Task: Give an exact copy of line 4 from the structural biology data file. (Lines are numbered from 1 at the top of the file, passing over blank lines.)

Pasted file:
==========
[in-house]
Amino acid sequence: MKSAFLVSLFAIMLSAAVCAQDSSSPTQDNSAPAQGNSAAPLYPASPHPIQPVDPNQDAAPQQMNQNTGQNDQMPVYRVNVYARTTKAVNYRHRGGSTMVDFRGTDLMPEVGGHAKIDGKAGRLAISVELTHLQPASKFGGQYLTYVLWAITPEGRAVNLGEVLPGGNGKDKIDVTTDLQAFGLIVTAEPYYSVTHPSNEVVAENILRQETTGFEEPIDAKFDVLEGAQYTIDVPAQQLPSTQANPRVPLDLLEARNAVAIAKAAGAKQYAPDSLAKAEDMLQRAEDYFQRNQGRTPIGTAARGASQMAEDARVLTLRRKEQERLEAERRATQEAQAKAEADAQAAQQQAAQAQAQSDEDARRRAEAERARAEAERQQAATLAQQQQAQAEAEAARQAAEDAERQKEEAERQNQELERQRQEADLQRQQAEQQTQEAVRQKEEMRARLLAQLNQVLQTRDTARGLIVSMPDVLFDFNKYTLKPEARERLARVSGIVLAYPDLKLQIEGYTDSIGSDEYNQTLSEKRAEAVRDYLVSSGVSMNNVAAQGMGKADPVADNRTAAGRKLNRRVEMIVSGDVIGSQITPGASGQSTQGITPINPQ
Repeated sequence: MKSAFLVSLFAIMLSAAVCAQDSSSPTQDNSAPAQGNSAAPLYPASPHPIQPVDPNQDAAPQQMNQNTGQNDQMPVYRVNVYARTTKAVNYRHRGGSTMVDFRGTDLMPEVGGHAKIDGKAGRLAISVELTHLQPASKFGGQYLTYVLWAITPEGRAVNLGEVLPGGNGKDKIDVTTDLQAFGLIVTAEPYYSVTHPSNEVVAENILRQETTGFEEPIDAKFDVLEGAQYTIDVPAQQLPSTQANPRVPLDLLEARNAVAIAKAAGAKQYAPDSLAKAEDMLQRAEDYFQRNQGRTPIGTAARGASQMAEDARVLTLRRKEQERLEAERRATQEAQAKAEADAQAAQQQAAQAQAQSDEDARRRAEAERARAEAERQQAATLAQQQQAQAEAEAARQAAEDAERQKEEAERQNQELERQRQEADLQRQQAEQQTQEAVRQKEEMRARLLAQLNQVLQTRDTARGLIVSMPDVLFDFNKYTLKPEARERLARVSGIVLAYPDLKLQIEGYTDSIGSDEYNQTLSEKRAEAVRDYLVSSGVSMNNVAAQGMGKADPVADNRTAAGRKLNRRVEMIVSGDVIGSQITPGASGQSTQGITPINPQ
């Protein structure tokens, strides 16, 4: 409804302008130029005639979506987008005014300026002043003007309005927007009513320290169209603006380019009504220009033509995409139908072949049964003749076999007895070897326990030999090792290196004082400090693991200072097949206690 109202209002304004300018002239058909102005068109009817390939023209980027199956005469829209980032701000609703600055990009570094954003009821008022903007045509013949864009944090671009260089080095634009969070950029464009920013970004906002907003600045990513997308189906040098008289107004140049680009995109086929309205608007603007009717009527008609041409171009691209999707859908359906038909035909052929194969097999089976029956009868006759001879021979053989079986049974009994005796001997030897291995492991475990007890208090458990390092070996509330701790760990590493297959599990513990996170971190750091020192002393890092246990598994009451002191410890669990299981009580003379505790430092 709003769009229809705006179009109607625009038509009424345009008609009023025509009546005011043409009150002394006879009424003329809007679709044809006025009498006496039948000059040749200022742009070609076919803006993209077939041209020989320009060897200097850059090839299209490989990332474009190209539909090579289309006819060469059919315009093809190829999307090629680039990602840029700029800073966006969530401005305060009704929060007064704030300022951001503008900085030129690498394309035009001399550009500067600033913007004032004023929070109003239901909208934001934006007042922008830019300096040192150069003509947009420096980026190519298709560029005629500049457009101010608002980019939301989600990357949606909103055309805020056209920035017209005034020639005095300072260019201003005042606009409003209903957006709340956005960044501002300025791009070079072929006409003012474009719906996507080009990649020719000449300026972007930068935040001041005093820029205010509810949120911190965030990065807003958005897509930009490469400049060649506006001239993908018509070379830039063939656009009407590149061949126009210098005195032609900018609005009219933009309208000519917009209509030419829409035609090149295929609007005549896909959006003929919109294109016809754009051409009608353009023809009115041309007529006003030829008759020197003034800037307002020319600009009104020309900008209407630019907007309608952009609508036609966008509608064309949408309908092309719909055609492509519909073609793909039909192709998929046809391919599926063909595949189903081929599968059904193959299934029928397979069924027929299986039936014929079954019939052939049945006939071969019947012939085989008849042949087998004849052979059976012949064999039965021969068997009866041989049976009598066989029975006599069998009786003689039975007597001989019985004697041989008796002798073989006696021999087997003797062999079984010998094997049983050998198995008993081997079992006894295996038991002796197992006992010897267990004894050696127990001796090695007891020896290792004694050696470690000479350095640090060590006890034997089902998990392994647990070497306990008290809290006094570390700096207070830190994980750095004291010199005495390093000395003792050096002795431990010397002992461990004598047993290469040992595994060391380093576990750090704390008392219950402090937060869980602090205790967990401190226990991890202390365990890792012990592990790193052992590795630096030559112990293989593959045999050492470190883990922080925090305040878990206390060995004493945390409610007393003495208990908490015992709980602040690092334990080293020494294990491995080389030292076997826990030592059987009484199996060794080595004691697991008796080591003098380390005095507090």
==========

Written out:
């Protein structure tokens, strides 16, 4: 409804302008130029005639979506987008005014300026002043003007309005927007009513320290169209603006380019009504220009033509995409139908072949049964003749076999007895070897326990030999090792290196004082400090693991200072097949206690 109202209002304004300018002239058909102005068109009817390939023209980027199956005469829209980032701000609703600055990009570094954003009821008022903007045509013949864009944090671009260089080095634009969070950029464009920013970004906002907003600045990513997308189906040098008289107004140049680009995109086929309205608007603007009717009527008609041409171009691209999707859908359906038909035909052929194969097999089976029956009868006759001879021979053989079986049974009994005796001997030897291995492991475990007890208090458990390092070996509330701790760990590493297959599990513990996170971190750091020192002393890092246990598994009451002191410890669990299981009580003379505790430092 709003769009229809705006179009109607625009038509009424345009008609009023025509009546005011043409009150002394006879009424003329809007679709044809006025009498006496039948000059040749200022742009070609076919803006993209077939041209020989320009060897200097850059090839299209490989990332474009190209539909090579289309006819060469059919315009093809190829999307090629680039990602840029700029800073966006969530401005305060009704929060007064704030300022951001503008900085030129690498394309035009001399550009500067600033913007004032004023929070109003239901909208934001934006007042922008830019300096040192150069003509947009420096980026190519298709560029005629500049457009101010608002980019939301989600990357949606909103055309805020056209920035017209005034020639005095300072260019201003005042606009409003209903957006709340956005960044501002300025791009070079072929006409003012474009719906996507080009990649020719000449300026972007930068935040001041005093820029205010509810949120911190965030990065807003958005897509930009490469400049060649506006001239993908018509070379830039063939656009009407590149061949126009210098005195032609900018609005009219933009309208000519917009209509030419829409035609090149295929609007005549896909959006003929919109294109016809754009051409009608353009023809009115041309007529006003030829008759020197003034800037307002020319600009009104020309900008209407630019907007309608952009609508036609966008509608064309949408309908092309719909055609492509519909073609793909039909192709998929046809391919599926063909595949189903081929599968059904193959299934029928397979069924027929299986039936014929079954019939052939049945006939071969019947012939085989008849042949087998004849052979059976012949064999039965021969068997009866041989049976009598066989029975006599069998009786003689039975007597001989019985004697041989008796002798073989006696021999087997003797062999079984010998094997049983050998198995008993081997079992006894295996038991002796197992006992010897267990004894050696127990001796090695007891020896290792004694050696470690000479350095640090060590006890034997089902998990392994647990070497306990008290809290006094570390700096207070830190994980750095004291010199005495390093000395003792050096002795431990010397002992461990004598047993290469040992595994060391380093576990750090704390008392219950402090937060869980602090205790967990401190226990991890202390365990890792012990592990790193052992590795630096030559112990293989593959045999050492470190883990922080925090305040878990206390060995004493945390409610007393003495208990908490015992709980602040690092334990080293020494294990491995080389030292076997826990030592059987009484199996060794080595004691697991008796080591003098380390005095507090």